Gansbaii in South Africa is known as a top spot for cage diving; a thrill-seeking activity unlike any other.
The Gansbaai shore is even referred to as ‘the Great White Capital of the World’, with cage diving being the main tourist attraction. It’s been reported the great white sharks attract the highest number of tourists to South Africa after Kruger National Park.
Year after year, tourists, cinematographers and marine biologists flock to the small fishing town to get up close and personal to the great white sharks which roam the infamous strip of sea known as ‘Shark Alley’.
Here, nestled between Geyser Rock and Dyer Island, these majestic beasts prey on seals, who stand almost no chance whatsoever against the predators’ razor sharp teeth.
Those brave enough are submerged below the surface in cages; getting an incomparable view of the underwater kingdom of the shark.
According to the Gainsbaai tourism website:
A typical white shark diving excursion takes between 3-5 hours, depending on the weather, sea conditions and shark behaviour.
Trips depart from Kleinbaai harbour and anchor site depends on the sea conditions, weather and previous shark sightings.
In the summer months the sightings tend to be more towards the shore and in winter the sharks tend to move to the islands where they start predating on seals.
However, sometimes the awe-struck gasps can all too quickly turn to petrified screams….
Nightmarish footage captured by a tourist in Gansbaai has emerged, showing a great white shark bashing its mighty head against the cage while investigating its appearance.
The underwater screams of the cage divers as they cower from the gigantic shark are heart-stopping, with one person audibly yelling, ‘oh god!’ as the shark churns up the water into a frenzy.
The shark goes away but circles back for another attempt; huge mouth horrifyingly close as it shoves its nose through the bars. The cage itself suddenly appears like nothing more than a flimsy plaything for the pitiless predator.
A view from above the water shows the shark’s fin speeding along the surface. Thankfully, no injuries were reported.
According to Marine Dynamics, one of eight shark cage diving operators in the Gansbaai area, the fear we have of Great Whites is ‘irrational’, and influenced by popular culture:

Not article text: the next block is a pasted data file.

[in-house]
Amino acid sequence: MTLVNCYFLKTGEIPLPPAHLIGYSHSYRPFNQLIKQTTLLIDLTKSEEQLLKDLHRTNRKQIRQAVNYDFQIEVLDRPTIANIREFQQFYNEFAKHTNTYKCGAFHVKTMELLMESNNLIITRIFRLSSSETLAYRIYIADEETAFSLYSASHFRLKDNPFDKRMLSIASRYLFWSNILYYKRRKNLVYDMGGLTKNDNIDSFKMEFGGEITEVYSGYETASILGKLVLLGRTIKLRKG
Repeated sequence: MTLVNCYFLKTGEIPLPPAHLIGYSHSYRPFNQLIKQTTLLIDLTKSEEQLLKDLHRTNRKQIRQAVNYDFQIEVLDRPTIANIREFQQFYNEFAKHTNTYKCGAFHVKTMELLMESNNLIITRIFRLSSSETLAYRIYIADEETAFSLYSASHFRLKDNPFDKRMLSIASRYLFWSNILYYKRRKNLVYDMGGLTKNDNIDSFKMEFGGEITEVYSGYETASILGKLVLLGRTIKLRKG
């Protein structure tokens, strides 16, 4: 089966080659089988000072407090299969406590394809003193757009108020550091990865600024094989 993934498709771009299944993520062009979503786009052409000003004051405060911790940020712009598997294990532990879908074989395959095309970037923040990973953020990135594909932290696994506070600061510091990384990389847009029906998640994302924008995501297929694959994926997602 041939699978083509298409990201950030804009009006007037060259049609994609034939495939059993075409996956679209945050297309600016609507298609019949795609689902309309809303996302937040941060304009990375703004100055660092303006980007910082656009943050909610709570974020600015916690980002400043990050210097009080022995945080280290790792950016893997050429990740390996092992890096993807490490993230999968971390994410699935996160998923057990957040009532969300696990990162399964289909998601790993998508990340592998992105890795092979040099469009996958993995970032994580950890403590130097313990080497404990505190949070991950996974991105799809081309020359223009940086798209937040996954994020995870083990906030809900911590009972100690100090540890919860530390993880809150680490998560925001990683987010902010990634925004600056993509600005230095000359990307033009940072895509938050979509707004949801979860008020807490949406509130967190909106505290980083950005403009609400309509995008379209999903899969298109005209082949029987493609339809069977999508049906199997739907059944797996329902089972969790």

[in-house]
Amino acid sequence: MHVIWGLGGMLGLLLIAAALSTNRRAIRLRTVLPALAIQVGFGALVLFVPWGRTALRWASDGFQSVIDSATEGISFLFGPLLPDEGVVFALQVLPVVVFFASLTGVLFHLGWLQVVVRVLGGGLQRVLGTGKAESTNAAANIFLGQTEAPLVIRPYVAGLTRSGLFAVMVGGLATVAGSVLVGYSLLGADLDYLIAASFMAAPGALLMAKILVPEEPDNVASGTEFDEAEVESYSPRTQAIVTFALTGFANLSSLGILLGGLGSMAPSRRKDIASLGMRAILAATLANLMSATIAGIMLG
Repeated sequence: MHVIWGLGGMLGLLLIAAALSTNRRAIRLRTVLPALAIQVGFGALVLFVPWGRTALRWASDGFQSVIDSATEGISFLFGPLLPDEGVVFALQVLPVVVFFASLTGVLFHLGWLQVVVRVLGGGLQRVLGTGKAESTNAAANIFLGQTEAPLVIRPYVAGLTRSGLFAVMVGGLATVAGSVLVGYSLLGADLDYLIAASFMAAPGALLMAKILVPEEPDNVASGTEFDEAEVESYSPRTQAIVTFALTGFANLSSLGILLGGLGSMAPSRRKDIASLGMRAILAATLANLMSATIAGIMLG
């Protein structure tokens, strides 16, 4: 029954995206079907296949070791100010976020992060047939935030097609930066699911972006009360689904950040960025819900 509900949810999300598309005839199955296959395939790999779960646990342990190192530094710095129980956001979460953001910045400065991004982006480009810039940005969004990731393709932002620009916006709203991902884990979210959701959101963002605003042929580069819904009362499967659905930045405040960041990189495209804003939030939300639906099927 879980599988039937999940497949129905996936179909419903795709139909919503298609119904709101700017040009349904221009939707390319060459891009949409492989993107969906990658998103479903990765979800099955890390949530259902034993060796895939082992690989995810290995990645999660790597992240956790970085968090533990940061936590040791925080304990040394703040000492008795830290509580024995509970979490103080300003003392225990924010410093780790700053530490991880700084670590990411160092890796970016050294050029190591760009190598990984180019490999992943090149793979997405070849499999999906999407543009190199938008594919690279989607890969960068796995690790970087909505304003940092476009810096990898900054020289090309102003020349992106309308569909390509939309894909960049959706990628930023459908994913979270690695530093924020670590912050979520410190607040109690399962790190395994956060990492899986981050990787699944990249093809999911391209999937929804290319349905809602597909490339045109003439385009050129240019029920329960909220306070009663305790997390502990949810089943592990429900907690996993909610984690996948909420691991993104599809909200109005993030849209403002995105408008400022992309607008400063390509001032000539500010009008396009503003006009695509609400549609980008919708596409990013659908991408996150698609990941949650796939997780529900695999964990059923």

Great White Shark Diving in South Africa has in recent years become one of the most popular extreme sports. The prospect of being in a steel cage within centimetres of those powerful jaws and razor sharp teeth is enough to send icy chills down anyone’s spine!
The adrenaline rush, however, is mostly based on mankind’s irrational fear of the Great white shark. Let’s face it, the name ‘Great white’ generally conjures up stereotypical images of a blood-thirsty killing machine.
Movies such as Jaws and the likes have subconsciously brainwashed many into believing these apex predators of the ocean are mindless man eating monsters that will hunt, mangle and devour anything.
Subjective and overly sensational media reports on shark attacks have also, over the years, created mass hysteria and contributed to the unfair stigma attached to these elegant hunters. Thankfully, the truth is far different from the stereotype and it is our mission to display this to every client every day on our trips.
Marine Biologist, Alison Towner, joined by @Benfogle post his shark dive, doing an interview for one of his upcoming series 'Survival of the Species'. #SOS #ScienceSavesSharks #DiscoverProtectEducate pic.twitter.com/AjmPeO4Njf
— Marine Dynamics (@MarineDynamics) August 29, 2018
Sharks are beautiful, fascinating animals which of course deserve our upmost respect. I’d still be careful to keep my fingers well inside the cage though if I were you…
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Jules studied English Literature with Creative Writing at Lancaster University before earning her masters in International Relations at Leiden University in The Netherlands (Hoi!). She then trained as a journalist through News Associates in Manchester. Jules has previously worked as a mental health blogger, copywriter and freelancer for various publications.